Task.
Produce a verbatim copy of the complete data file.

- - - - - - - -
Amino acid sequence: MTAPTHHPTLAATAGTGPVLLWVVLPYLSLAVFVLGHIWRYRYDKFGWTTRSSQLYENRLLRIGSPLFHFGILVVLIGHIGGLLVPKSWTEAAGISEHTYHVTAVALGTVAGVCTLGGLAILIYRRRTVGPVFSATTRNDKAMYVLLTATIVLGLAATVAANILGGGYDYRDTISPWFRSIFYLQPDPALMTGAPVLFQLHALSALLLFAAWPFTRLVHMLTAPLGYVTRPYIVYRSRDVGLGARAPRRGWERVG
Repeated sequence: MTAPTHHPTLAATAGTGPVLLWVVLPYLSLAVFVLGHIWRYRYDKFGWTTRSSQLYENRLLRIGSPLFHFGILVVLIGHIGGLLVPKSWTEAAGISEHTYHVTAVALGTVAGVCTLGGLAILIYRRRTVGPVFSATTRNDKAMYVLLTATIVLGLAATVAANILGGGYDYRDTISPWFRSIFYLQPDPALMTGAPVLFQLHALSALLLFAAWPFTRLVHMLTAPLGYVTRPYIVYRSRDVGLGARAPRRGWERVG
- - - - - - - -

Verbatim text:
Amino acid sequence: MTAPTHHPTLAATAGTGPVLLWVVLPYLSLAVFVLGHIWRYRYDKFGWTTRSSQLYENRLLRIGSPLFHFGILVVLIGHIGGLLVPKSWTEAAGISEHTYHVTAVALGTVAGVCTLGGLAILIYRRRTVGPVFSATTRNDKAMYVLLTATIVLGLAATVAANILGGGYDYRDTISPWFRSIFYLQPDPALMTGAPVLFQLHALSALLLFAAWPFTRLVHMLTAPLGYVTRPYIVYRSRDVGLGARAPRRGWERVG
Repeated sequence: MTAPTHHPTLAATAGTGPVLLWVVLPYLSLAVFVLGHIWRYRYDKFGWTTRSSQLYENRLLRIGSPLFHFGILVVLIGHIGGLLVPKSWTEAAGISEHTYHVTAVALGTVAGVCTLGGLAILIYRRRTVGPVFSATTRNDKAMYVLLTATIVLGLAATVAANILGGGYDYRDTISPWFRSIFYLQPDPALMTGAPVLFQLHALSALLLFAAWPFTRLVHMLTAPLGYVTRPYIVYRSRDVGLGARAPRRGWERVG